The Lincoln Plawg - the blog with footnotes

Politics and law from a British perspective (hence Politics LAW BloG): ''People who like this sort of thing...'' as the Great Man said

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Saturday, December 20, 2003
 

Duck Hill strangely absent online


Duck Hill was the site of what seems to have been the last full-dress social event of the year lynching - with an undercard of torture, natch [1] - in April 1937.

Bizarrely, Mr Google produces only a dozen items for "duck hill" mississippi lynching, a number of which I've already linked [2].

There is a page on the history of Carroll County, MS, which includes a paragraph on Duck Hill:
Duck Hill is located 13 miles north of Winona, in what was once the Bogue Creek Wilds. The first house erected there was built by John A. Binford. The wild state of the place and the big game which was once found there are evidenced by the fact that a huge bear killed by Binford near his cabin was made into a rug, which practically covered the floor of his early log cabin home. Duck Hill was settled about 1834, and was originally in Carroll County. The first structures were erected between Bogue Creek and the foot of a hill known as Duck Hill. Tradition says that the hill was named for a Native American Choctaw who called himself Chief Duck, and lived on top of the hill. It was near this hill that a notorious bandit of the area, Rube Burrows, once killed the engineer and robbed the express car of the fast Illinois Central Express. In 1937, a double-lynching occurred nearby, which was given significant publicity, only because the Gavagan Anti-Lynching Bill was under consideration in the U. S. Congress. James R. Binford, son of the founder of Duck Hill, was the legislator and statesman who gave Mississippi the Jim Crow Law [3], which was later adopted by the Southern States. The Lloyd T. Binford High School at Duck Hill was named for one of the most progressive and honored citizens the town of Duck Hill has ever known.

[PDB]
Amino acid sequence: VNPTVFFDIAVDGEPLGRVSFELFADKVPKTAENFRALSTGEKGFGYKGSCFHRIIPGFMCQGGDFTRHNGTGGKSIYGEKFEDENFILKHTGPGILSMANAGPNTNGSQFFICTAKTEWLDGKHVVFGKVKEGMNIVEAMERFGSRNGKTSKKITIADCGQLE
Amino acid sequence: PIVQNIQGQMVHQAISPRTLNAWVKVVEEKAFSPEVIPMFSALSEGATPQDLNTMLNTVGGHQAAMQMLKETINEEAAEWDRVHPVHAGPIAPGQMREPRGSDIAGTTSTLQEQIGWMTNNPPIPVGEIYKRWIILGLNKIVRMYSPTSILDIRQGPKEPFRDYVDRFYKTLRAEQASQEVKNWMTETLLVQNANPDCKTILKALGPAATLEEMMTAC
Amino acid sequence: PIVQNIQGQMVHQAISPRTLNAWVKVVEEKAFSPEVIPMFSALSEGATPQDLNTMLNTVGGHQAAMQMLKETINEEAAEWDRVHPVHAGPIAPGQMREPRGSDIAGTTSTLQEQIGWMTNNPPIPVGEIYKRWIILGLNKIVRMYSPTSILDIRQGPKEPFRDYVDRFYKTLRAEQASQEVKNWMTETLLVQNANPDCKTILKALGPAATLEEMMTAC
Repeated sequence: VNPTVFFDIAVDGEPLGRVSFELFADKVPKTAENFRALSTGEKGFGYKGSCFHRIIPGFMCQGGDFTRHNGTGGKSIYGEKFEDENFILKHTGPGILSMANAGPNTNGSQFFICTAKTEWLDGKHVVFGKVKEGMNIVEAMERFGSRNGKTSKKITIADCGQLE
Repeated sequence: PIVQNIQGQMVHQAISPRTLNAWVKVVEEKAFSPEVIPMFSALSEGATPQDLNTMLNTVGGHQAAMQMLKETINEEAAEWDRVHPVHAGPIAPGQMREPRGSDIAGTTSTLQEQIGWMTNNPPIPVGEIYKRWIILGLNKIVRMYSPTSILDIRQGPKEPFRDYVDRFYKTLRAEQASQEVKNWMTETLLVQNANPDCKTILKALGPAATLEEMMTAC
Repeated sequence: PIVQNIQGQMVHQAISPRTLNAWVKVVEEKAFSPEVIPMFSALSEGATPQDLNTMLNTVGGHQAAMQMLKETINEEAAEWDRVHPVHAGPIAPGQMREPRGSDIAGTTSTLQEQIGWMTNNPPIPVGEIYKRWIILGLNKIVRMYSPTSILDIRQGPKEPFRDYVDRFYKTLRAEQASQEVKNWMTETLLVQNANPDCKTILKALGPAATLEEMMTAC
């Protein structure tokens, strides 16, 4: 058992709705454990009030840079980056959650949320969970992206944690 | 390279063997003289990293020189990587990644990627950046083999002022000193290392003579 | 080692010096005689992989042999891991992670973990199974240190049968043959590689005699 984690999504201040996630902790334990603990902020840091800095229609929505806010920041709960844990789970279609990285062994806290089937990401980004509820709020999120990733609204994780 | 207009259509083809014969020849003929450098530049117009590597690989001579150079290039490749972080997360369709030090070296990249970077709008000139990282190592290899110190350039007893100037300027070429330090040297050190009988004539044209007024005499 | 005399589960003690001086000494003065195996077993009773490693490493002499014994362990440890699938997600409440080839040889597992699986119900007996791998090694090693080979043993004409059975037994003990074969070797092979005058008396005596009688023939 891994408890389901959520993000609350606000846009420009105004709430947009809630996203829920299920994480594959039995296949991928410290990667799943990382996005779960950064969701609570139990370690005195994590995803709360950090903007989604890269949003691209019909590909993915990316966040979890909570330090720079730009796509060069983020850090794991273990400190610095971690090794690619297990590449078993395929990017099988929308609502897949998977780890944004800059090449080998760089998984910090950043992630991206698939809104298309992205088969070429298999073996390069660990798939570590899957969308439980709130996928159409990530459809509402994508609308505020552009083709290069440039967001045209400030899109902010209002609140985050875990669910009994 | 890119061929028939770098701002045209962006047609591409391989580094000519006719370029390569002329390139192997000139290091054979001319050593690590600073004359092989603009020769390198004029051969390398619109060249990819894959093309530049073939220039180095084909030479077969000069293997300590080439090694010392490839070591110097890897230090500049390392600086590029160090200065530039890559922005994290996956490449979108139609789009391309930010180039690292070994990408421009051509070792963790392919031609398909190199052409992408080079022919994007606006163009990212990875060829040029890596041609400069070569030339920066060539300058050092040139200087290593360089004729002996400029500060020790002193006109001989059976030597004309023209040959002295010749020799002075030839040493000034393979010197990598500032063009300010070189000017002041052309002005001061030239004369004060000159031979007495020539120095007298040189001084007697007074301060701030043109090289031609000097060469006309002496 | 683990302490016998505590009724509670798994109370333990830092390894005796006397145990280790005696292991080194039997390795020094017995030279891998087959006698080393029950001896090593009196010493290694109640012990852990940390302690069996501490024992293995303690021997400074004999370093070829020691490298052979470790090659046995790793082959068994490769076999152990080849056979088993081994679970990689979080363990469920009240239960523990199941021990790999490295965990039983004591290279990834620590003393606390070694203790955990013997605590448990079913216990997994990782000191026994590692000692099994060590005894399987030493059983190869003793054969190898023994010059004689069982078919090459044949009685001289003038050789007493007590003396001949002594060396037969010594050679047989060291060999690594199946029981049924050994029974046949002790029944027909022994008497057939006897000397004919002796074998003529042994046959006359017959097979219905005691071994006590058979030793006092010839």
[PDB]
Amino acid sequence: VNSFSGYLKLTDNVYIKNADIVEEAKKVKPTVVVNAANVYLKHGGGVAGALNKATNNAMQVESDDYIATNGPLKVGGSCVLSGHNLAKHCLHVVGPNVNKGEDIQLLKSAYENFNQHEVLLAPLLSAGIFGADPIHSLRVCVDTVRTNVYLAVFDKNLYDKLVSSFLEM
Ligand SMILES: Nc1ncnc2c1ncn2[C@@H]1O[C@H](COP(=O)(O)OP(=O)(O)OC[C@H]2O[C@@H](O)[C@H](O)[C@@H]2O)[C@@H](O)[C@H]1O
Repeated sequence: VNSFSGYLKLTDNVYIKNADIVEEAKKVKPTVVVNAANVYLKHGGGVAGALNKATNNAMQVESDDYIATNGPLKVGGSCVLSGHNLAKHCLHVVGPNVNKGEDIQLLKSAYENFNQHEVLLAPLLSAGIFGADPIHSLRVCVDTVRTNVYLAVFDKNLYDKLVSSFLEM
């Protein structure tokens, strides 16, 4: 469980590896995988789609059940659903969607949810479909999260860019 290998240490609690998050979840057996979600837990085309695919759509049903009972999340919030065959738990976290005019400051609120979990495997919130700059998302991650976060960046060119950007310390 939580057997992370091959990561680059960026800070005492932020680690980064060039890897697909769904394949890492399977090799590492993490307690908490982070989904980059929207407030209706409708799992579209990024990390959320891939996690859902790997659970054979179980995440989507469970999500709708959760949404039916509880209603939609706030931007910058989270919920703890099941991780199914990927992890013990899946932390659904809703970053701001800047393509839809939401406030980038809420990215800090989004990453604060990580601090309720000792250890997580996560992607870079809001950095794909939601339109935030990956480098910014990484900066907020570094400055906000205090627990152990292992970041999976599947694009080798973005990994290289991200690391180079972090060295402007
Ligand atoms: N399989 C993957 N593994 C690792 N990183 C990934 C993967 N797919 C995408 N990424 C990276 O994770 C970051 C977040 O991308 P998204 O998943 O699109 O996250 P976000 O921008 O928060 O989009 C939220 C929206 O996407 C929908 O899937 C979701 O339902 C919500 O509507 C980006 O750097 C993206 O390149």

The conniptions of the Strom-Essie Mae anachronists at the suggestion that the 1937 lynchings were
given significant publicity, only because the Gavagan Anti-Lynching Bill was under consideration in the U. S. Congress.
may be wondered at!

Not to mention the consternation that the only begetter of
the Jim Crow law
should be characterised as a
statesman

James R Binford served in the Fifteenth Mississippi Regiment, and, in 1864,
Lieut.-Col. Binford took command of the regiment.

For once, the Political Graveyard comes up empty - no political Binfords noted at all! (Binford's political career isn't noted anywhere else online, that I can see.)

Did the family later move to Detroit, I wonder...

  1. My December 2 piece discusses this iconic event, with links.

  2. This page has a deal of lynching material - lists of lynchees, for instance - the last time I looked, the Tuskegee Institute list (from 1882 onwards, from memory), which is a common reference - though it did not include the 1921 Tulsa Riots deaths (again, from memory) - was not online.

  3. Which?


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